Russia nixed the last 10% mandatory conversion of 10% of hard currency earnings in May 2006 after the country's reserves had risen from $180bn at the start of the year on the way to $300bn at the end of 2006.
1.18 Trade and current account balance
The brightest spot in the Russian economy at the end of 2014 was that the devaluation has further improved its trade balance and the country was running a triple trade/current account/federal budget surplus – pretty much the only major economy in the world to do so.
The devaluation of the ruble killed off imports while exports remained strong. Russia's current account doubled in size in the second half of 2014 and was expected to be $60bn by the end of 2014, or 3% of GDP. The trade surplus was also supercharged by the falling ruble and expected to be up year-on-year to some $200bn.
"Currency weakness is likely to prompt the population to spend less on imports; thus, we expect a significant reduction in imports of goods and services next year. We expect the CA balance to improve to 5.5% GDP in 2015E gradually declining to 4.9% GDP in 2017E," Deutsche Bank said in its outlook.
1.19 How much has devaluation cost?
Trade is another place where the devaluation comes with pluses as well as minuses. One article suggested that the devaluation of the ruble had reduced the dollar value of the Russian economy from $2.1 trillion at the start of 2014 to $1.4bn at the end, knocking down from 8th largest economy in the world to 13th, or on a par with Spain. This is equivalent to a 34.6% contraction.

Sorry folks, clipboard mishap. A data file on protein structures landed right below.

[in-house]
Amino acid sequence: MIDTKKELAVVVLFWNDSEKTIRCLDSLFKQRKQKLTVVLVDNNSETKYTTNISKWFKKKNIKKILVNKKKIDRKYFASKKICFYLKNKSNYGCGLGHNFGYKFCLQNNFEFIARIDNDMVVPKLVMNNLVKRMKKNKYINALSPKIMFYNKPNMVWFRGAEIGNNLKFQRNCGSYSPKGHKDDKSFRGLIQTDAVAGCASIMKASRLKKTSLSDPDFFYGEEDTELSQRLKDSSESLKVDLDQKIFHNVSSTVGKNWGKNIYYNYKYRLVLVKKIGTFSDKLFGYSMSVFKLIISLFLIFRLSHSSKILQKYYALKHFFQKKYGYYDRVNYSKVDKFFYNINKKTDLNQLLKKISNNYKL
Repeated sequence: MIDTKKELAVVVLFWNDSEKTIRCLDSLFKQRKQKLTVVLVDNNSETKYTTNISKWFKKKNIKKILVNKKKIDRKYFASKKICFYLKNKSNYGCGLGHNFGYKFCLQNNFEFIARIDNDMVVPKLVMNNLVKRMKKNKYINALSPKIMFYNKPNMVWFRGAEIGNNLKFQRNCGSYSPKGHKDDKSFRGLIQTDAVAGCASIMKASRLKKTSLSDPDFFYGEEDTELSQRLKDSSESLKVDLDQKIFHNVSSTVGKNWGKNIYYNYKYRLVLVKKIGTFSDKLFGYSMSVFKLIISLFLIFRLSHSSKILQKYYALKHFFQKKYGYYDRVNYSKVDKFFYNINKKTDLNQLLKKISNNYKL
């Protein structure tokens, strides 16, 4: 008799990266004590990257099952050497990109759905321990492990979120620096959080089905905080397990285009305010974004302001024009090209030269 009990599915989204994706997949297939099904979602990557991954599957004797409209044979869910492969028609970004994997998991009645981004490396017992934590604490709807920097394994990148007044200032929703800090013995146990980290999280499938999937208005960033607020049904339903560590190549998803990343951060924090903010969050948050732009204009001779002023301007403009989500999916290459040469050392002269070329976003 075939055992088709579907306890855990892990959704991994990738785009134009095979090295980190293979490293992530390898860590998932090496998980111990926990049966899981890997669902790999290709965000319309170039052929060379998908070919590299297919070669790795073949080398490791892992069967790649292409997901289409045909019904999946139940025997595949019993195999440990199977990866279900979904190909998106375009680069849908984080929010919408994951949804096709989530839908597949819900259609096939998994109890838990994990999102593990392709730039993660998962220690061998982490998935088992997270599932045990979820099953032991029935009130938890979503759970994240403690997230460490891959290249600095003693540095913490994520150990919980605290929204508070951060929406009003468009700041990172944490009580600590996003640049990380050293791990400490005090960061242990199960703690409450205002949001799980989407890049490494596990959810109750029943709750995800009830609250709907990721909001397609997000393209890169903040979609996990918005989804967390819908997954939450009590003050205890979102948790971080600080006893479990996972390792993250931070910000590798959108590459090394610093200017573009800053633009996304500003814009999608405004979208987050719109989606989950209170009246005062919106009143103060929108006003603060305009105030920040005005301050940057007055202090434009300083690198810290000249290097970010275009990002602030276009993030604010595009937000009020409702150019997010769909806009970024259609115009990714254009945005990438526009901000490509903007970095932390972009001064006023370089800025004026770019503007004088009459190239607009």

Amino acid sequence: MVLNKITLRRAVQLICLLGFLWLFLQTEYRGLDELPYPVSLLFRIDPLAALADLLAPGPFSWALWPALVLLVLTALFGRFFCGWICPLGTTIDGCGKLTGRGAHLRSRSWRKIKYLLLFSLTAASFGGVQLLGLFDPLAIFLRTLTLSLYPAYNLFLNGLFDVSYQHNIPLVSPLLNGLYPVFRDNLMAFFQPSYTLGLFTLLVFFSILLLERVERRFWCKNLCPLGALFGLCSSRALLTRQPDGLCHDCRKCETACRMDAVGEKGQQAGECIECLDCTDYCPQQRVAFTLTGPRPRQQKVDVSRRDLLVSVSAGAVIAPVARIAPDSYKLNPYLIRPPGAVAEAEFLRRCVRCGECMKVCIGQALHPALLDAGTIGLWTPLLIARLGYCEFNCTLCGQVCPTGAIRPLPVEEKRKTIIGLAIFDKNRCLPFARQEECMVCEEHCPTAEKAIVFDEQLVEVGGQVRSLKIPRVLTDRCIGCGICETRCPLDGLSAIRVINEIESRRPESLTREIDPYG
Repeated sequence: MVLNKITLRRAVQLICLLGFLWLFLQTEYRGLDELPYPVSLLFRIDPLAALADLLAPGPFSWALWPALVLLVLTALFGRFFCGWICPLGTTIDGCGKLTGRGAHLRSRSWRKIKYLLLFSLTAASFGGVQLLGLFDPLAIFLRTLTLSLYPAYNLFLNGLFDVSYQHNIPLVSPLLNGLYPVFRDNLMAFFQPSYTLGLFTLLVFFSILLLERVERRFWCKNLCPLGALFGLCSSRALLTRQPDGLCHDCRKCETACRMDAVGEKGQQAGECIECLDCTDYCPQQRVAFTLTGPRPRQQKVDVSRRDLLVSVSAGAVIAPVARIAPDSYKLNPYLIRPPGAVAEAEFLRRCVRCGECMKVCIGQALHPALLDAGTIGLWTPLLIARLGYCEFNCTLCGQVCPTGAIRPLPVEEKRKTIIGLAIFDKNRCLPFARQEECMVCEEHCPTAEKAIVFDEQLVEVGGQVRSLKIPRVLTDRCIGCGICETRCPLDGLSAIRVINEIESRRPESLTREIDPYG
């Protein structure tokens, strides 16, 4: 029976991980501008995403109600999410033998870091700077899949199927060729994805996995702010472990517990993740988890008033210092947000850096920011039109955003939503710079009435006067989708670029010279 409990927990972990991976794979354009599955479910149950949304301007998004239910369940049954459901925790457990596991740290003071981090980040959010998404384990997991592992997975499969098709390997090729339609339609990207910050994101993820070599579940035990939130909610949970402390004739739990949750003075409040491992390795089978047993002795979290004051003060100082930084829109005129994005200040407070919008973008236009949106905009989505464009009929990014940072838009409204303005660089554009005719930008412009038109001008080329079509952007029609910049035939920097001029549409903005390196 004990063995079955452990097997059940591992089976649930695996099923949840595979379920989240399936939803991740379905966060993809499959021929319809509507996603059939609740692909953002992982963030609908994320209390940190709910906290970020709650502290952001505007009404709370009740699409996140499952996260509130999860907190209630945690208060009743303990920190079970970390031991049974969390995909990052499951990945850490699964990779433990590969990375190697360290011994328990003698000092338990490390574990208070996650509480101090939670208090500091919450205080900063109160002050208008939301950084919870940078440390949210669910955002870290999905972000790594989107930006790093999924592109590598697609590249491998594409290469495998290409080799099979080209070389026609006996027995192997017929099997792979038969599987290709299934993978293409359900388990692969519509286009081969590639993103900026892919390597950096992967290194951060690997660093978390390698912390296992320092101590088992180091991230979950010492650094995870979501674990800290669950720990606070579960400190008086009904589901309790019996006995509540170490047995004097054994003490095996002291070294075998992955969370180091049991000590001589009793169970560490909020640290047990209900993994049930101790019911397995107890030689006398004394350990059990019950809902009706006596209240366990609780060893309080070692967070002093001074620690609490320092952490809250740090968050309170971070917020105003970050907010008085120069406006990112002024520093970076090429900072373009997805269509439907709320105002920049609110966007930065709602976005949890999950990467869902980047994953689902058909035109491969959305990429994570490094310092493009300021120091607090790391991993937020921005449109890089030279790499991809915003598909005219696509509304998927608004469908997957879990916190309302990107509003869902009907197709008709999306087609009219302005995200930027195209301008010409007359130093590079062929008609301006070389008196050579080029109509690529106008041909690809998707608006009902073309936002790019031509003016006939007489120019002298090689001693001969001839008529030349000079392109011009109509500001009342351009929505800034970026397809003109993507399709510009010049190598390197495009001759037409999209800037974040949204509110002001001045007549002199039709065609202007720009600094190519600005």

However, this was simply recalculating the value using the exchange rates at the start and end of the year and is shoddy economics ($2.1 trillion times RUB32/$1 in January 2014 to give a ruble value, then dividing by RUB53/$1 rate in December to convert back to dollars = $1.4 trillion, or a $700bn worth of value destruction.)
This sort of calculation fails to take into account the fact that Russia exports annually some $500bn worth of goods (mostly oil and gas), where the devaluation calculation above works in reverse and increases the value of exports to $700bn. It also ignores the fact that the state debt of RUB1 trillion also becomes cheaper thanks to devaluation, but as Russia has only $50bn of external debt the $15bn increase in the cost of this debt due to devaluation is negligible. Adding in this factor and Russia's economy contracted, in dollar terms, to $1.88bn, or only 4.5%.
Finally, in reality most of Russia's trade is actually with Europe and denominated in euros, not dollars. Part of the ruble's rapid fall against the dollar has been due to the rapid rise of the dollar against all world currencies. If the change in the economy's value over 2014 is recalculated in euro terms (RUB49.2/€1 in January vs RUB62.6/€1 in December), then Russia's economy has only lost 3.1% of its value due to the currency crisis and is still the eight largest economy in the world.
2.0 Banking and Finance
2.1 Banking overview
Banks have been in the front line in 2014. Firstly, the Central Bank of Russia (CBR) killed off their most profitable business, consumer lending, at the start of the year to pop a ballooning consumer credit bubble.